Meet Meyya Meyyappan, one of Silicon Valley’s most distinguished engineers. As an innovator at NASA Ames Research Center, he was the chief scientist for Exploration Technology (2006-present), and he previously served as Director at the Center for Nanotechnology (2001-06). On January 13, Meyyappan pleaded guilty to making false statements concerning his participation in China’s Thousand Talents Program.
China’s desired to acquire advanced technologies is seemingly insatiable and the Thousand Talents Program is one avenue used globally to satisfy the Chinese requirements. China’s Thousand Talents Program ranked number five in the 2020 list of most important cases of espionage which targeted the United States.
Who is Meyyappan
Meyyappan is a naturalized U.S. citizen, originally from India where he obtained his B.S. in Chemical Engineering from Madras University. After that, he acquired his M.S. from Ashton University and his Ph.D. from Clarkson University. He has been employed at NASA since 1996. As an employee of NASA, he fell under the China Exclusion Policy which prohibited research programs funded with appropriated funds to enter into any agreements or collaboration with China, Chinese companies, or Chinese universities. Meyyappan is a stalwart in the nanotechnology world, having co-authored more than 320 peer-reviewed articles for journals and an often invited global speaker on the topic.
The quadruple dip – NASA, China, South Korea, and Japan
One cannot deny the industriousness of Meyyappan. He entered into an undisclosed relationships with a Chinese university via the Thousand Talent Program (2016-2020). He also entered into relationships with entities in Japan (2013-2020) and South Korea (2009-2020). Open-source research shows us that the South Korean relationship was with Postech, a division of IT Convergence Engineering where he held the title of “Distinguished Visiting Professor.”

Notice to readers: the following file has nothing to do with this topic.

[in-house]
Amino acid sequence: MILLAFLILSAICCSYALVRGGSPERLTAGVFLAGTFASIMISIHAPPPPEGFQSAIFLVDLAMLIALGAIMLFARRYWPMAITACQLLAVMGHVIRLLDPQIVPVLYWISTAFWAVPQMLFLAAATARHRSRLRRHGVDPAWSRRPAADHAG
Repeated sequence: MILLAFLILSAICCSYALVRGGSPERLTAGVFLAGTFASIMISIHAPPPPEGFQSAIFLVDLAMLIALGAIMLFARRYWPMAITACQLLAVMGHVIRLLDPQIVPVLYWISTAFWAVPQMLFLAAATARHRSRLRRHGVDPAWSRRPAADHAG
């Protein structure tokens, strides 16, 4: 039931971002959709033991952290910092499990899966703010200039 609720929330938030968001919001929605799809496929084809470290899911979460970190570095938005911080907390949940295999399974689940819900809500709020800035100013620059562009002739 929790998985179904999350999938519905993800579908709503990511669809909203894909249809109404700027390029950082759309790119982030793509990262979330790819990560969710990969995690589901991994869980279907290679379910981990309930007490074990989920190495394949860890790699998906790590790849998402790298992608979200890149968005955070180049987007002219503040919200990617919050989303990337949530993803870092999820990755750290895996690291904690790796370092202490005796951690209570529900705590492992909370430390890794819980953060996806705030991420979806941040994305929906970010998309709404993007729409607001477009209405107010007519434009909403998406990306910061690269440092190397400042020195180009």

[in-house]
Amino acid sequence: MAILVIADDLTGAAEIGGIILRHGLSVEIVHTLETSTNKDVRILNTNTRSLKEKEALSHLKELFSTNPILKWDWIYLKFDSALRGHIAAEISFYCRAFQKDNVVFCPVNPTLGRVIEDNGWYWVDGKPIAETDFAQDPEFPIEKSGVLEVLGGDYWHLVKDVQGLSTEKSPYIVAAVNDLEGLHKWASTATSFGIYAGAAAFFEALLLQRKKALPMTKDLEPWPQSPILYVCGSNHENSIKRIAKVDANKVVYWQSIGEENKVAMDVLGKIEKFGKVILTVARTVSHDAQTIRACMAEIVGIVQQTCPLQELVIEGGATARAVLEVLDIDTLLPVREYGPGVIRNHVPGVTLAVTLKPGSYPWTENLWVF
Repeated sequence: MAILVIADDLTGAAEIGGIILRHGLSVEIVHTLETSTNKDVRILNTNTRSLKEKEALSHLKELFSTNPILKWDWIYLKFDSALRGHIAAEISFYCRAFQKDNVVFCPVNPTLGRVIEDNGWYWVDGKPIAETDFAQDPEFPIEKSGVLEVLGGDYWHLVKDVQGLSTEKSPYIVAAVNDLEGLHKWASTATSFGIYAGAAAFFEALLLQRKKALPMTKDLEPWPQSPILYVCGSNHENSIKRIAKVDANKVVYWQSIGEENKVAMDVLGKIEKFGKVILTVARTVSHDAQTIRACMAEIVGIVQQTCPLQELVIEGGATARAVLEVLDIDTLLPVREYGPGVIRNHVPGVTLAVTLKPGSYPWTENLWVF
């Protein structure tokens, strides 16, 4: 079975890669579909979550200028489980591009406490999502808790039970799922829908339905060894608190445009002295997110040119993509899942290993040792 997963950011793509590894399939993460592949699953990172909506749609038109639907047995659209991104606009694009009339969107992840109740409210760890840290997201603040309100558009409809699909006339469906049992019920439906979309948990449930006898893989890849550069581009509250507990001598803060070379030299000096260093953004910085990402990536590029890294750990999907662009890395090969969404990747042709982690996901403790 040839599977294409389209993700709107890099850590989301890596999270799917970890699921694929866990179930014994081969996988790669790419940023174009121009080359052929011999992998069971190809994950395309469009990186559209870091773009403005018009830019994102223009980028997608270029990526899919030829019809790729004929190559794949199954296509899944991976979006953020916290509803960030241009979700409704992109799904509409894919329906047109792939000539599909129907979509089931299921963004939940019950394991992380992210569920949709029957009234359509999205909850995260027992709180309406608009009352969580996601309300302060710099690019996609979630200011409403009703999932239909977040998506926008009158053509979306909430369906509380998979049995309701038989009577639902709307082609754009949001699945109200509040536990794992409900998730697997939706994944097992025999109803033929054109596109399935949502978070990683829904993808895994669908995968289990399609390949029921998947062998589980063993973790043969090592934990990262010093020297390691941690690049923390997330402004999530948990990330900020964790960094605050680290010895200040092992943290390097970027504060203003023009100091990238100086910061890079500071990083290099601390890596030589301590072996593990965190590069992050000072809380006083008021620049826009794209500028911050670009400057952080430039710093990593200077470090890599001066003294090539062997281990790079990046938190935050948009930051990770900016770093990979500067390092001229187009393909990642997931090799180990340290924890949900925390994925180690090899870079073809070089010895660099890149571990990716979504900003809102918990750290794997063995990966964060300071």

Outside activities and financial disclosures
NASA required Meyyappan to file a financial disclosure report on an annual basis, which he did. He omitted this relationships in China, Japan, and South Korea from those submissions. Furthermore, as a government employee, outside employment requires the filing of an outside activity report, which must be reviewed for appropriateness. Meyyappan failed to file such a request, opting instead to keep his relationships private. Some might opine, covert.
NASA OIG Special Agent in Charge Mark J. Zielinski said, “Certain NASA employees are required to disclose affiliations with foreign entities in order to protect NASA’s intellectual property. Failure to do so could allow malicious foreign actors unauthorized access to American taxpayer funded technologies.
When braced during an interview in October 2020 with the FBI, NASA OIG, and the USAO, Meyyappan made false statements to the investigators and denied any outside activities in China, South Korea, or Japan. These false statements would, in the end, be the hook by which the counterintelligence efforts resulted in Meyyappan being neutralized as a conduit of knowledge to foreign entities.
On January 13, Meyyappan pleaded guilty to making false statement and awaits sentencing on June 16, 2021. He faces up to five years in prison and a $250,000 fine.